Curious about what to do with your old laptop, smartphone, display, tablet, or MP3 player? You may be able to trade it in through a new technology trade-in program, launched by Computer Connection. Participants can check out the trade-in value of old technology at www.upenn.edu/computerstore/tradein and then fill out an online form before bringing devices into Computer Connection, located on the second floor of the Penn Bookstore, 3601 Walnut St. Faculty, staff, and students will receive a gift card loaded with the trade-in value of the technology, which can be used toward the purchase of anything in the store.
When you’re shopping for gifts this holiday season, consider picking up something extra and donating it to the annual gift and toy drive, run by Penn Volunteers In Public Service (Penn VIPS). The drive runs from Dec. 1 through 17 and all toys and gifts will support the annual holiday party sponsored by Councilwoman Jannie Blackwell, as well as People’s Emergency Shelter, local schools, Potter’s Mission, Bridges to the Community, Intercultural Family Services, and many more.
All items for the holiday drive must be new, unused, and unwrapped. Donations may be dropped off at the following locations: President’s Office, Provost Office, Museum Reception Desk, African-American Resource Center, Human Resources, Van Pelt-Dietrich Library, Netter Center, Information Systems & Computing, the Wharton School, School of Nursing, LIFE, Research Services, Student Health, Translational Research Laboratories, School of Social Policy and Practice, Comptroller’s Office, Gift Planning, and Facilities and Real Estate Services.
Penn VIPS is also holding a coat drive from Dec. 1 through the 17, in which people may donate gently used winter coats in good condition, for both children and adults. Donations may be dropped off to Isabel Sampson-Mapp on the 2nd floor of the Netter Center, 111 S. 38th St.
For more information, contact Sampson-Mapp at 215-898-2020 or firstname.lastname@example.org.
Penn VIPS is sponsoring the “Adopt-a-Family” program, in which departments, offices, and centers around the University “adopt” a deserving family for the holidays. The program is usually done in lieu of departmental gift exchanges. The department treats the assigned family to presents, and sometimes a holiday dinner.
Departments are provided with information about the family, including names, ages, and sizes of each family member; they may request a “wish list” from the family or may choose their own gifts.
Families are selected from the Baring House Family Service Agency and local shelters. A small number of referrals are also accepted. The selection of families begins in November and assignments are made during and prior to mid-December.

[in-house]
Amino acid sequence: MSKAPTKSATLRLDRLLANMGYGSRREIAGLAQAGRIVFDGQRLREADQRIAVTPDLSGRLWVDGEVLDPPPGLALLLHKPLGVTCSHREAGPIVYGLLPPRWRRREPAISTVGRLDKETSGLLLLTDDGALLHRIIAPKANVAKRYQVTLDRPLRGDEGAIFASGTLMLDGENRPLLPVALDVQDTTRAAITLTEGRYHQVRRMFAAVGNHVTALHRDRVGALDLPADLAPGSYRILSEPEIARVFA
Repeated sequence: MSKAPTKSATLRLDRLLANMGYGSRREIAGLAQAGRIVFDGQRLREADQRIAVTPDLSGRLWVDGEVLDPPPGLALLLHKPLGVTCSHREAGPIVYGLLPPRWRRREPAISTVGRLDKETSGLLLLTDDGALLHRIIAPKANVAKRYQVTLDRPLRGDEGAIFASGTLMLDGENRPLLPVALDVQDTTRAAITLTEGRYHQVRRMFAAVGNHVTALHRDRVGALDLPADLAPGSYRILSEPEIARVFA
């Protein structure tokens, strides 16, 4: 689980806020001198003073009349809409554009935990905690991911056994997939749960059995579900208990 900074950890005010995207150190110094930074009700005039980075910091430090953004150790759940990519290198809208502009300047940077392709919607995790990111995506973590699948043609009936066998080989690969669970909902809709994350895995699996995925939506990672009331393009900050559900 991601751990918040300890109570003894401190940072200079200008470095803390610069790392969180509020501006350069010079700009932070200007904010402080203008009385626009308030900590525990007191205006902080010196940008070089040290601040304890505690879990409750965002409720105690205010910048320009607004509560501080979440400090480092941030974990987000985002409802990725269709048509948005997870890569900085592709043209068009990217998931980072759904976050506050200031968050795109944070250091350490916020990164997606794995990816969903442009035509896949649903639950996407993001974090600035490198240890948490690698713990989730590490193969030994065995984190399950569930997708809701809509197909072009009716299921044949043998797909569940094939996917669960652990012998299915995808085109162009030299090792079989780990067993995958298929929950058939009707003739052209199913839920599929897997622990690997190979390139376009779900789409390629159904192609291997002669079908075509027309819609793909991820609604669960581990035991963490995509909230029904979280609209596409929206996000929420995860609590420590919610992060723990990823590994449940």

To participate in the program, contact Isabel Sampson-Mapp at 215-898-2020 or email@example.com.
This month, the Penn Libraries are running Food for Fines, an annual food drive and fine amnesty program that is now in its fourth year. Patrons can donate non-perishable goods and help knock some money off of any overdue book fines. For each food item donated, $1 will be credited toward a patron’s account, up to a maximum of $20. Credit cannot be applied to lost book replacement fees.
Last year, patrons generously donated enough food to provide 430 meals to individuals across Philadelphia. All food donations benefit Philabundance.
Food donations will be collected at the Van Pelt Circulation Desk. Items should be non-perishable and packaged in boxes, cans or plastic bottles. The library cannot accept items in glass containers or past their expiration date. Please consider donating the following high-priority items: canned/shelf-stable tuna, macaroni and cheese, canned pasta, canned beef stew, canned chili, plastic containers of creamy peanut butter, plastic containers of jelly, canned green beans, canned corn, canned fruit, and breakfast cereal or hot cereal. Participants do not have to have library fines to donate.
For more information, email firstname.lastname@example.org or call 215-898-7566.
Penn President Amy Gutmann recently announced the launch of the President’s Engagement Prizes, competitively awarded annual prizes for Penn seniors to design and undertake fully funded local, national, or global engagement projects during the first year after they graduate.
As many as three prize recipients—preferably one each for local, national, and global engagement—will receive $50,000 for living expenses and up to $100,000 for project-implementation expenses.
“The President’s Engagement Prizes are unique in higher education,” Gutmann says. “These prizes invite students to think creatively, on a large scale, about the meaning of engagement. In doing so, our graduates will have the opportunity to do well by doing good and make a profound difference in people’s lives locally, nationally, and around the globe.”
The President’s Engagement Prizes are the newest addition to the Penn Compact 2020 Presidential Initiatives, which include a comprehensive effort to raise an additional $240 million for the endowment to support undergraduate financial aid.